ABC's Sydney Lupkin examines foods which which can be healthier than their bad rap suggests.
Doctors usually encourage dark chocolate over milk chocolate because it's lower in sugar and fat, but it also contains antioxidants and flavonals, which can help with blood pressure, cancer prevention and heart attack prevention, research has shown.
Research has shown red wine is full of antioxidants, which reduce inflammation and help decrease the effects of aging. Red wine also appears to raise HDL cholesterol, also known as "good" cholesterol.
While diet soda still isn't "healthy," it's better for you than its regular, full-sugared version. Studies have shown that a regular 20 oz. soda per day can lead to up to a pound of weight gain per week. Water is still the better choice, of course.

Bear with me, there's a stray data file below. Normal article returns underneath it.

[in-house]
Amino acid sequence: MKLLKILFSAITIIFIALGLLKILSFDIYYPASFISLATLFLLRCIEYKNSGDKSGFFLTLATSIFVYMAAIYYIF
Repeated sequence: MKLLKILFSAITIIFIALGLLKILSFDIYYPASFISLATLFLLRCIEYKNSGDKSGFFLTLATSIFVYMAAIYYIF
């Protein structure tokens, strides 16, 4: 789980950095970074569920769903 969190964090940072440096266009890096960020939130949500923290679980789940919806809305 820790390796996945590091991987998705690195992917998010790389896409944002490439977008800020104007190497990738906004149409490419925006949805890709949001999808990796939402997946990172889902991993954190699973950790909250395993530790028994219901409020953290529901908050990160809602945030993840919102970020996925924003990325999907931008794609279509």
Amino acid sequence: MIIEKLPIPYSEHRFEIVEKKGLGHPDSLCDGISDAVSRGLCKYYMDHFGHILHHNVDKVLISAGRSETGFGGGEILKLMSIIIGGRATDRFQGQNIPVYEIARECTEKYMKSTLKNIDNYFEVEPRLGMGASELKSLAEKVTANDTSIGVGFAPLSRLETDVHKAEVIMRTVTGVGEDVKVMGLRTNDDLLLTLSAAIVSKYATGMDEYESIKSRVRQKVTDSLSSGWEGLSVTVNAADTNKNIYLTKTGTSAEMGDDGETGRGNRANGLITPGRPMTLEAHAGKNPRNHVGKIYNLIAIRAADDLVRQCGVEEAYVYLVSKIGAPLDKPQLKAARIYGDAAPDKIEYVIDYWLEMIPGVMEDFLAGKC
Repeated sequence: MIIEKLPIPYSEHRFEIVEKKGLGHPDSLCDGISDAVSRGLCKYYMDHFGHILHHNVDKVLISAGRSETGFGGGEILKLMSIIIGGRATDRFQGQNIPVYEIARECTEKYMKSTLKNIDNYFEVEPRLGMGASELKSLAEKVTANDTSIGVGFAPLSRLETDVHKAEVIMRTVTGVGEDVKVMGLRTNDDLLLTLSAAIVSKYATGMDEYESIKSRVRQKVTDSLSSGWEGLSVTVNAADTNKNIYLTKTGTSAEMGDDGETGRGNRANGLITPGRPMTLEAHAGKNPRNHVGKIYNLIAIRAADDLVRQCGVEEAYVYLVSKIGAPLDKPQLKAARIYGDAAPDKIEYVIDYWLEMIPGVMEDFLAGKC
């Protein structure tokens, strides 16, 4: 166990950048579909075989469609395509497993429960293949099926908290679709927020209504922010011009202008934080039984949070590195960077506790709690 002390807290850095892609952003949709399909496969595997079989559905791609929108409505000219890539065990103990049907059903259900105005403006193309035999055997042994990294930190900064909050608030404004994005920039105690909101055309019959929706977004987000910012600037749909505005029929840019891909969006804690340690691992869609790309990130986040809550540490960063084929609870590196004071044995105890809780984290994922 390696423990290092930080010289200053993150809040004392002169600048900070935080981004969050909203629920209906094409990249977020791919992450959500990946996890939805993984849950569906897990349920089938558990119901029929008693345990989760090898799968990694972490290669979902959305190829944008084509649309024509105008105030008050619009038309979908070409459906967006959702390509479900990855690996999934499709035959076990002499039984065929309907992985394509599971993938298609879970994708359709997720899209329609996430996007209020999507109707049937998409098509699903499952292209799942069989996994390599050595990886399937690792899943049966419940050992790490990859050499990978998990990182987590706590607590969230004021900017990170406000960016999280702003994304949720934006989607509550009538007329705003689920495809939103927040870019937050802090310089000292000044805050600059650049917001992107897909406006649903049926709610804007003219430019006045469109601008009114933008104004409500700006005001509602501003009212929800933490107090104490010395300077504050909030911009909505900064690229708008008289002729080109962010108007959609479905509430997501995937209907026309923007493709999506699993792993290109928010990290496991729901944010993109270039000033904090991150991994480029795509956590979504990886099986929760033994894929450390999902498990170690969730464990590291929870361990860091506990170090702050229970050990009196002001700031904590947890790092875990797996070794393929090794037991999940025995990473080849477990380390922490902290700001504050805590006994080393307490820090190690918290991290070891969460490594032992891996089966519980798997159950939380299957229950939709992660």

Nuts are packed with protein, oils and good fats. They work great as snacks because they'll keep you full for longer, but watch out: Nuts can be high in calories.
Careful with this one: Loading up your pizza with tons of high-fat meat, cheese and grease isn't exactly a recipe for a healthy meal. Instead, try topping it with lots of veggies and fresh basil. Stick to low-fat cheese and whole wheat crusts.
People tend to feel guilty about their coffee consumption, but some research suggests it's good for the brain. It may reduce risk of dementia, Alzheimer's and Parkinson's disease. And antioxidants help with cell repair.